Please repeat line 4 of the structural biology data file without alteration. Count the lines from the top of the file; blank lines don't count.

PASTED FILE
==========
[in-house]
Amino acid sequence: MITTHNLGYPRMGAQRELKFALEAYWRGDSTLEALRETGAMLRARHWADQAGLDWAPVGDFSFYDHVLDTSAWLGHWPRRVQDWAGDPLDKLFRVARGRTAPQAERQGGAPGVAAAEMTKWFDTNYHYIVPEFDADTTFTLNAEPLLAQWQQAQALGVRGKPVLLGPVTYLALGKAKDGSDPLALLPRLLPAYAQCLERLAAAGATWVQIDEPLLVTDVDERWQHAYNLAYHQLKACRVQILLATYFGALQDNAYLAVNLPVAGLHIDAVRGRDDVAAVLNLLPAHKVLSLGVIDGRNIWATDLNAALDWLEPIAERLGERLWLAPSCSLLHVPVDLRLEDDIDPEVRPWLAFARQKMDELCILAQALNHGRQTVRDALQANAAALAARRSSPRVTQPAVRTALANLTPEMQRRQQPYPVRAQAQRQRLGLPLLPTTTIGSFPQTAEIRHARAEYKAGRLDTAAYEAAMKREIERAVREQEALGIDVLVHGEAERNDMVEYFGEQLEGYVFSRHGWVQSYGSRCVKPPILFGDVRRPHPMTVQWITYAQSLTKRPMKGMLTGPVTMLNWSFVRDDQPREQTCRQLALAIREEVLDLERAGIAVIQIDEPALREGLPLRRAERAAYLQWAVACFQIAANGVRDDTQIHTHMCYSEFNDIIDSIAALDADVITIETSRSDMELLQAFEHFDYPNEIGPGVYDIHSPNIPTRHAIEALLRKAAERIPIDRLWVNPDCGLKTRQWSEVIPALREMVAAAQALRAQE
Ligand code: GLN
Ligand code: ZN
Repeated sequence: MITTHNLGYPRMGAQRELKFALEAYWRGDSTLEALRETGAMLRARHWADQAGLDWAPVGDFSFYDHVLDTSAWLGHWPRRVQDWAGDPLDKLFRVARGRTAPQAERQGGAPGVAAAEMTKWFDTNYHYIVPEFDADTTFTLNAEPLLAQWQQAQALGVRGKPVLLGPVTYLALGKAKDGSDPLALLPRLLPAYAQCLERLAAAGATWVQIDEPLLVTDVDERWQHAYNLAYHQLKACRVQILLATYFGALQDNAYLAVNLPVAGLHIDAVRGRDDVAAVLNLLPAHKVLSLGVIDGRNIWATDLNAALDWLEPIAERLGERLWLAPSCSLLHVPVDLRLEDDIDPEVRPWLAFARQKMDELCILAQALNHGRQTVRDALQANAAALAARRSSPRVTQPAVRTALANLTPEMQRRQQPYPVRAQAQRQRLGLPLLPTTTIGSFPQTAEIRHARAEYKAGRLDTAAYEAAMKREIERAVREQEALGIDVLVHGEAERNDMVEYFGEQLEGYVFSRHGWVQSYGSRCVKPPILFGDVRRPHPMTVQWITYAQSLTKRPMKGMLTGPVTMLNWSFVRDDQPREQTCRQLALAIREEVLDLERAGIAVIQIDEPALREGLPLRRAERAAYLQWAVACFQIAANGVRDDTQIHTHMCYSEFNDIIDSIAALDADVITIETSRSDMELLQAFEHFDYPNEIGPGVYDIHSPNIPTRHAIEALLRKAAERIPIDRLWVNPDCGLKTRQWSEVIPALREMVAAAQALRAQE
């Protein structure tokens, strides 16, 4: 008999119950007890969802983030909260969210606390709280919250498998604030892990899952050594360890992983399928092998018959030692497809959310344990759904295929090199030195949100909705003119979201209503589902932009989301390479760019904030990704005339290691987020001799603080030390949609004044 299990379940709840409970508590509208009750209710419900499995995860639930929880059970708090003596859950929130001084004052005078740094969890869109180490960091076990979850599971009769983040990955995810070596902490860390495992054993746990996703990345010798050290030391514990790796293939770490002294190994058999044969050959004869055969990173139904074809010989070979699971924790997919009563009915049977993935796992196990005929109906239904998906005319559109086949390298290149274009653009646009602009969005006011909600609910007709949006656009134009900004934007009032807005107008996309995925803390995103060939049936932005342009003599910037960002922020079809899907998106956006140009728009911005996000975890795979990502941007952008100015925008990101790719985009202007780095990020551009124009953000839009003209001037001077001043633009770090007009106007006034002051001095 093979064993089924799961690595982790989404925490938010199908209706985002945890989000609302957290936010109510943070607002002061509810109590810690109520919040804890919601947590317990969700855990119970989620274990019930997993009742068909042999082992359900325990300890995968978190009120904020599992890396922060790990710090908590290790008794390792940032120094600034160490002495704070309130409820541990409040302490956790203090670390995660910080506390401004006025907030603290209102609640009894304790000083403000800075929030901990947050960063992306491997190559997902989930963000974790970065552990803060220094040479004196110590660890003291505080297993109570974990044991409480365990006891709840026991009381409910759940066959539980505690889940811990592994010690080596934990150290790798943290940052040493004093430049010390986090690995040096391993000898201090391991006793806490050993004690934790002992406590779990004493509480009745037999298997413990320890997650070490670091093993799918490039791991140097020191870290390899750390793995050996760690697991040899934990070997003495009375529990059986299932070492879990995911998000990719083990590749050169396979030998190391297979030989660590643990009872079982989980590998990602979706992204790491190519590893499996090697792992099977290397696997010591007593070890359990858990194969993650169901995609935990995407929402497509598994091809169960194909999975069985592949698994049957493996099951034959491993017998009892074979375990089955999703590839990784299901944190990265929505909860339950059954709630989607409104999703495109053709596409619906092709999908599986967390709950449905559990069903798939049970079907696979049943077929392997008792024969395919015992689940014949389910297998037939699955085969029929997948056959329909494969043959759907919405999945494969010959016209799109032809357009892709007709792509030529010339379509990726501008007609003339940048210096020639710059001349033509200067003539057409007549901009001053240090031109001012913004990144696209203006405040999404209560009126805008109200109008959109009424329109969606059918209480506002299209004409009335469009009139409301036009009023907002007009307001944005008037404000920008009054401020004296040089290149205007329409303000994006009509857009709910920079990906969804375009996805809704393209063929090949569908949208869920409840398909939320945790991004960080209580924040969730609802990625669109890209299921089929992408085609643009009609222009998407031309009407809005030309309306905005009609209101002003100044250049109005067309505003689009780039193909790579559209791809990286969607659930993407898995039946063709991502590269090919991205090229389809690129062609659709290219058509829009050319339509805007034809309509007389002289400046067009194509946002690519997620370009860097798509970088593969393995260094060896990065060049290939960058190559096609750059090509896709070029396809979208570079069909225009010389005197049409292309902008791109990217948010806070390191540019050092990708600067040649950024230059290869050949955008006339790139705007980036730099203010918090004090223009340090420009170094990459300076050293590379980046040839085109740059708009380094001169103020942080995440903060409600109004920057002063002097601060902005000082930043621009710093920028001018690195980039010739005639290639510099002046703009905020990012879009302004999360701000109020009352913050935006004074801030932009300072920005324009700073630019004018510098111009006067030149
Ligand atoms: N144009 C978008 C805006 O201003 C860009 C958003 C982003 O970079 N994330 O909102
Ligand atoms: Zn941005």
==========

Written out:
Ligand code: ZN